Congratulations to Columbia professor of comparative literature Brent Hayes Edwards who has won the 2019 Truman Capote Award for Literary Criticism in Memory of Newton Arvin for his book, Epistrophies: Jazz and the Literary Imagination, released by Harvard University Press in 2017.

“I am honored to be linked, even in such a peripheral way, with the legacy of one of the great queer iconoclast American writers of the past century, an artist who from the beginning of his career exploded the putative boundaries between literary genres,” says Edwards. “I’m also moved to know that Capote was motivated to start the prize out of his concern for the future of literary criticism — there’s something poignant and unique in the fact that the award was founded as a hugely popular creative writer’s way of insisting on, and celebrating, the importance of scholarship.”

The $30,000 award is the largest cash prize in English-language literary criticism and is designated to encourage and commend excellence in the field.

Edwards is a professor of comparative literature at Columbia and is widely recognized for his groundbreaking scholarship on cultures of the African diaspora. He is also a core faculty member of the interdisciplinary Center for Jazz Studies  where he has been deeply involved with scholarship on black music for years. His first book, The Practice of Diaspora: Literature, Translation, and the Rise of Black Internationalism, was published by Harvard University Press in 2003 and received the John Hope Franklin Prize of the American Studies Association, the Gilbert Chinard Prize of the Society for French Historical Studies, and runner-up for the James Russell Lowell Prize of the Modern Language Association.  A former co-editor of the journal Social Text, Edwards has edited five books (including scholarly editions of classic works by W. E. B. Du Bois, Joseph Conrad, and Claude McKay), and serves as the Harlem Renaissance period editor of the Norton Anthology of African American Literature. Epistrophies, Edwards’ second monograph, received the 2018 ASCAP Foundation Virgil Thomson Award for Outstanding Music Criticism in the pop music field in addition to the Truman Capote Award.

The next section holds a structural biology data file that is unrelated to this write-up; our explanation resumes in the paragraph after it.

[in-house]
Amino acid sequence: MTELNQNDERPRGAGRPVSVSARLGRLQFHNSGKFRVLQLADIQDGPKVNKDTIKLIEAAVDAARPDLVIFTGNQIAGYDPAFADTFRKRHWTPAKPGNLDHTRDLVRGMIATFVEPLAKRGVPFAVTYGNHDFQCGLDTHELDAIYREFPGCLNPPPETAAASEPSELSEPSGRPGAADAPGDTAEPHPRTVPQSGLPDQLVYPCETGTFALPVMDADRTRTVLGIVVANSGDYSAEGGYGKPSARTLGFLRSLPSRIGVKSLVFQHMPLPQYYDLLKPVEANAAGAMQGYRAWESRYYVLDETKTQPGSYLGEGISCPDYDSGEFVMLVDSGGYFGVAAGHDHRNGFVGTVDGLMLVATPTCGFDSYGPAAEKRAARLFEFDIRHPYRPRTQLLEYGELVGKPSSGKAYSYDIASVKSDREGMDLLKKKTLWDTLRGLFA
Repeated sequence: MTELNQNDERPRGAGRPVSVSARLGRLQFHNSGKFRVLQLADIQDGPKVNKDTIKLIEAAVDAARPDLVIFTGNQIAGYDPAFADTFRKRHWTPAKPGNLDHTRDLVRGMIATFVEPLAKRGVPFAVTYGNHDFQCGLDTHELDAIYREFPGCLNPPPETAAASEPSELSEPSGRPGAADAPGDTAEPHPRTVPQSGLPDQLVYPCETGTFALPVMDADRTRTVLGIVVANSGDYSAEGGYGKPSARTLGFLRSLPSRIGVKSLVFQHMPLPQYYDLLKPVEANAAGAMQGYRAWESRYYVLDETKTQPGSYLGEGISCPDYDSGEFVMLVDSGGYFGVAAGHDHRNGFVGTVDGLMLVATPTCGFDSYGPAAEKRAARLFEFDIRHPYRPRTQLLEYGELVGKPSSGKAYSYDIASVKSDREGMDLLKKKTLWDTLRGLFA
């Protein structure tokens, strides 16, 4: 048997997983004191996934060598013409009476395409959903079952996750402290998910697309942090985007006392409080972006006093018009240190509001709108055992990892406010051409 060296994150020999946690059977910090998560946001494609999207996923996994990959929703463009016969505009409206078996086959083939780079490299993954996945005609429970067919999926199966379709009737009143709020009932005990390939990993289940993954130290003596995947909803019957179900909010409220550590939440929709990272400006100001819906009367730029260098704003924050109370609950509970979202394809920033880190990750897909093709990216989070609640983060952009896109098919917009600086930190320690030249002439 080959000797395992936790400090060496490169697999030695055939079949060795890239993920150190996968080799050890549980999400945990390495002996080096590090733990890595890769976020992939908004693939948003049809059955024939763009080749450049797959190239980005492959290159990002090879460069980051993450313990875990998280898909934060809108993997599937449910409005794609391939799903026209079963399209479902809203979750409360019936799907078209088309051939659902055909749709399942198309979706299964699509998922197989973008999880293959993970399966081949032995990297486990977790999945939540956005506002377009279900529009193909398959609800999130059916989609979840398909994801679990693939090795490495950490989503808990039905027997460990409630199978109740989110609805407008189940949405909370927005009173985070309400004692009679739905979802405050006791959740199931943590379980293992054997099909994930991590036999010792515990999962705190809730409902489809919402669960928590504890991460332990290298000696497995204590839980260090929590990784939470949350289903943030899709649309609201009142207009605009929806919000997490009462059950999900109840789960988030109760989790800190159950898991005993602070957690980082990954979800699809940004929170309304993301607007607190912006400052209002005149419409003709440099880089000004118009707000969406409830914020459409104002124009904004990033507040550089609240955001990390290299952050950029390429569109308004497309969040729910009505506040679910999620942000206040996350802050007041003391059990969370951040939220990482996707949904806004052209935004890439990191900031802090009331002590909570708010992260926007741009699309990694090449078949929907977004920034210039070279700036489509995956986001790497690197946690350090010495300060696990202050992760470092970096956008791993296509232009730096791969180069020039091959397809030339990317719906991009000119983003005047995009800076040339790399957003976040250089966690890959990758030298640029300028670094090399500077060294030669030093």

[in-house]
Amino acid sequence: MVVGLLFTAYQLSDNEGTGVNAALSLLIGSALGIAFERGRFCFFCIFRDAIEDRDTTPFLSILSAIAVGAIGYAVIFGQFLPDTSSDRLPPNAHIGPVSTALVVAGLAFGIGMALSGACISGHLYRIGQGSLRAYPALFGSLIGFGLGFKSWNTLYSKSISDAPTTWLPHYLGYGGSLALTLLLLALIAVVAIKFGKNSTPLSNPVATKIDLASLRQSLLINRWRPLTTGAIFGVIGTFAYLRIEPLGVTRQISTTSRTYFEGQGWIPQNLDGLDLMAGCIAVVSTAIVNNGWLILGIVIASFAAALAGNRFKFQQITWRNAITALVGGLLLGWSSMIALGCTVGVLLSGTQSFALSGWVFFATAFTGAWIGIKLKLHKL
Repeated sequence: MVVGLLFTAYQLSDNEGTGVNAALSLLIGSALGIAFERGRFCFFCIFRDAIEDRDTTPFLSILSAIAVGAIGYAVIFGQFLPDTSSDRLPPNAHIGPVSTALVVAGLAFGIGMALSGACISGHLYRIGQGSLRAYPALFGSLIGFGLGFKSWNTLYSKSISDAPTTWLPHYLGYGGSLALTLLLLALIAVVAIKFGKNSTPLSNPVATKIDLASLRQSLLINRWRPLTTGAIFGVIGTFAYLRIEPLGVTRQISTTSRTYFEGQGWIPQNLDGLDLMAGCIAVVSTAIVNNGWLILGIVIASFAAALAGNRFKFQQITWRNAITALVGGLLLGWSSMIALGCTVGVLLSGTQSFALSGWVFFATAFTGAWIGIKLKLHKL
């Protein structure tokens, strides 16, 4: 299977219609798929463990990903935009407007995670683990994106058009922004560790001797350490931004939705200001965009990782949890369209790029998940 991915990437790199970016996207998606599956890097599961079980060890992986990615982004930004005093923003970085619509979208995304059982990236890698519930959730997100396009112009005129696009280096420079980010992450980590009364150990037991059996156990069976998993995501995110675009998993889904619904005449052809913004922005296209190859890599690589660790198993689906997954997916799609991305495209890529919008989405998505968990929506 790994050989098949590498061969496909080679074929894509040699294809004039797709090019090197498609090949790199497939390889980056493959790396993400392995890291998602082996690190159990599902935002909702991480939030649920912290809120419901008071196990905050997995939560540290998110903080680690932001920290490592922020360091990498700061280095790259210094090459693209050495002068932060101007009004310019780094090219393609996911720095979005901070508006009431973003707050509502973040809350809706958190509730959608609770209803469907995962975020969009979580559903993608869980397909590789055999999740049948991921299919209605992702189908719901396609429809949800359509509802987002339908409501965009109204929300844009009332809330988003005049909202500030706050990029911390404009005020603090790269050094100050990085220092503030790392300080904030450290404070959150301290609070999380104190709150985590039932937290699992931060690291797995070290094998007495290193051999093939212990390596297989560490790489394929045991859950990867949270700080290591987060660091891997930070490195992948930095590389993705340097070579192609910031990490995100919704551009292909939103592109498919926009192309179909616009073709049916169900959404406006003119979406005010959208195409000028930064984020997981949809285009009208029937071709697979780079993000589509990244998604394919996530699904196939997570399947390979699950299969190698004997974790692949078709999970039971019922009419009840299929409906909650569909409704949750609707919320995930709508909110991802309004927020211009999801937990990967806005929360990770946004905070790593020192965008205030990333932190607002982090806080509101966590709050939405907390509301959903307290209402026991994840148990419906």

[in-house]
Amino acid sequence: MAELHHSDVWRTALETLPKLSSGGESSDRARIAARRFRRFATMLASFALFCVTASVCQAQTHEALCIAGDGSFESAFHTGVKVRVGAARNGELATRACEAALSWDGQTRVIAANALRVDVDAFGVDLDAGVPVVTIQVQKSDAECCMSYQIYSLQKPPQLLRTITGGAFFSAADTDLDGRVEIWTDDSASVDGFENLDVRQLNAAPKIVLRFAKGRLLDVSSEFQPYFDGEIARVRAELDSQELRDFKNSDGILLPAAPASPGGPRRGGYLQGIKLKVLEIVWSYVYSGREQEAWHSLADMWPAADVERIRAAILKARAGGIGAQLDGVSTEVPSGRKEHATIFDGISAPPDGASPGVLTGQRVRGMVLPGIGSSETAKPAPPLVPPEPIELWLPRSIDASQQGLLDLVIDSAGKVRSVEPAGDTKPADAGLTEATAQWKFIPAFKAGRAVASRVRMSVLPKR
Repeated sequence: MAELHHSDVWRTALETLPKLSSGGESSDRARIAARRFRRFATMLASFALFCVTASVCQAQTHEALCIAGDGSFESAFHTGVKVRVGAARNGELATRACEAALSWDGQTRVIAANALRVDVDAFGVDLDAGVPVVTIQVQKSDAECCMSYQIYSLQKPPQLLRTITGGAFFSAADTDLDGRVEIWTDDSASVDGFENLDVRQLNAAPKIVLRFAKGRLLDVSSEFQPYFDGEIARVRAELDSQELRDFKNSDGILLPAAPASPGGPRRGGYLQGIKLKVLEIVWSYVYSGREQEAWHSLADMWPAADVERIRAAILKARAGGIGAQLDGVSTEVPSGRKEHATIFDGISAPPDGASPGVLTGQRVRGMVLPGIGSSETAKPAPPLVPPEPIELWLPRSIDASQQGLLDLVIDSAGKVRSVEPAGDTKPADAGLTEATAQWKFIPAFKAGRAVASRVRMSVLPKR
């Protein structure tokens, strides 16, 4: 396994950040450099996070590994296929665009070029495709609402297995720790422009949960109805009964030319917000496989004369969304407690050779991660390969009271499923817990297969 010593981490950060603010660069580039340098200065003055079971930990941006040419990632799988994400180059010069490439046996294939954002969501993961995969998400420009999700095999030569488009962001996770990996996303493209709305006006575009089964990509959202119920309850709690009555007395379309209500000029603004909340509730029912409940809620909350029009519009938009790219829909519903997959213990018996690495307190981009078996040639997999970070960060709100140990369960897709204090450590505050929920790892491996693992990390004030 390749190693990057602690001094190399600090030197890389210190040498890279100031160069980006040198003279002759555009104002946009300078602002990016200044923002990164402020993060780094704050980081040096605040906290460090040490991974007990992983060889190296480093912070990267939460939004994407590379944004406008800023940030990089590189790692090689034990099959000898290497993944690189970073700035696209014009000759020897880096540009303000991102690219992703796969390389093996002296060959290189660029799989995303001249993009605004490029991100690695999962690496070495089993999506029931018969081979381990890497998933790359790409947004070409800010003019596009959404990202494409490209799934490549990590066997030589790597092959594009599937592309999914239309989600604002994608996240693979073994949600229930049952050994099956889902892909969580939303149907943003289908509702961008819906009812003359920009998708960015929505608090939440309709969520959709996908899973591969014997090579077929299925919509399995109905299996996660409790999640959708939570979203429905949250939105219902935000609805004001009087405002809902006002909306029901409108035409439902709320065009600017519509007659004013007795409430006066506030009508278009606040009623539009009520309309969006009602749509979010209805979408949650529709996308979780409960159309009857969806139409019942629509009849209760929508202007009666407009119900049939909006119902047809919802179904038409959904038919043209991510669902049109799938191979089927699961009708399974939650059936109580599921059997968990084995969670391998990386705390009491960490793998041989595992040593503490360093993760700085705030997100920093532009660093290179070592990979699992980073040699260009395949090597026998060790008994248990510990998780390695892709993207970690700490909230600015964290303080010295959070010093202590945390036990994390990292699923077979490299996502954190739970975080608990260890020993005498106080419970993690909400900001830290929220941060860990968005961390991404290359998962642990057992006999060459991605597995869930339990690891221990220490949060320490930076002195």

Epistrophies grew directly directly out of his work in the field of jazz and music, incubated especially in his course “Jazz and Literary Imagination” which he has been teaching at Columbia for more than a decade.

“Edwards aims not just to hear, but to read, write, and think across a range of radically different sources,” writes Colin Vanderburg when reviewing Epistrophies for the Los Angeles Review of Books in 2018. “… He aims to expand the domain of ‘jazz literature’ beyond poetry and fiction ‘influenced by music,’ surveying what he calls the genre’s ‘ancillary’ texts, including letters, dairies, interviews, liner notes, and more, with a focus on writings by musicians themselves.”

Edwards understanding of the interrelations between different art forms originates from his own experience studying music and performing dance and choreography. He studied piano and trombone as a child and took courses in music theory and composition as an undergraduate at Yale. While he was in college, Edwards also joined a modern dance company in New Haven. He later co-directed, choreographed, and danced in the collaborative dance company 8 Lives Dance Collective in the early 1990s after he received an MA and before completing a PhD in English and Comparative Literature at Columbia.

The Truman Capote Award for Literary Criticism in Memory of Newton Arvin is administered for the Truman Capote Estate by Iowa Writers’ Workshop at the University of Iowa.The Truman Capote Estate fittingly announced the establishment of the Truman Capote Literary Trust in 1994 during a breakfast at Tiffany’s in New York City on the 40th anniversary of the publication of Capote’s novella, Breakfast at Tiffany’s.

The award was established in the memory of Newton Arvin, a literary critic Capote admired. However, Arvin’s academic career at Smith College in Northampton, Massachusetts, was destroyed in the late 1940s when his homosexuality was exposed.

Epistophies was selected for the award by a panel of six prominent critics and writers. After each nominated two texts from the eligible books of general literary criticism in English published during the last four years. Reading through the books, each panel member ranked the nominees and selected the winner.

The Truman Capote Award Ceremony will take place at 4 p.m. Oct. 16 in the Old Capitol Senate Chamber. The event will feature remarks by Brent Hayes Edwards and a reception in the Old Capitol Museum. Both events are open to the public.